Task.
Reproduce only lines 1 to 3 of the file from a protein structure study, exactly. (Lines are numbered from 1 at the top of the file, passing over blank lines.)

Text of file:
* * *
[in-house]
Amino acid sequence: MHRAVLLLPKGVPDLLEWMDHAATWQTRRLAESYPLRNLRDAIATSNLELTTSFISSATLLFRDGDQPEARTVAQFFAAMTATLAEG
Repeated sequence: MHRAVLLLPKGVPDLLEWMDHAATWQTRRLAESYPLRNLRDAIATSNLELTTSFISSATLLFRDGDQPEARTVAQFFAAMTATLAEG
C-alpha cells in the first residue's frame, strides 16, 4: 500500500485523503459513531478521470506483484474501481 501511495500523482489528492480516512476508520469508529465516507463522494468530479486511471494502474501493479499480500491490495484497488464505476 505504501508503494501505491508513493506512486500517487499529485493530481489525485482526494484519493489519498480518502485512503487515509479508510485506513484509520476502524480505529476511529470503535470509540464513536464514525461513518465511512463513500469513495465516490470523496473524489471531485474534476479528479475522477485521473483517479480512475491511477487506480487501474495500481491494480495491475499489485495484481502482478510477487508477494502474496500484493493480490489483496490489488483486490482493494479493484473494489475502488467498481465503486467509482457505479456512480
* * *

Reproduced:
[in-house]
Amino acid sequence: MHRAVLLLPKGVPDLLEWMDHAATWQTRRLAESYPLRNLRDAIATSNLELTTSFISSATLLFRDGDQPEARTVAQFFAAMTATLAEG
Repeated sequence: MHRAVLLLPKGVPDLLEWMDHAATWQTRRLAESYPLRNLRDAIATSNLELTTSFISSATLLFRDGDQPEARTVAQFFAAMTATLAEG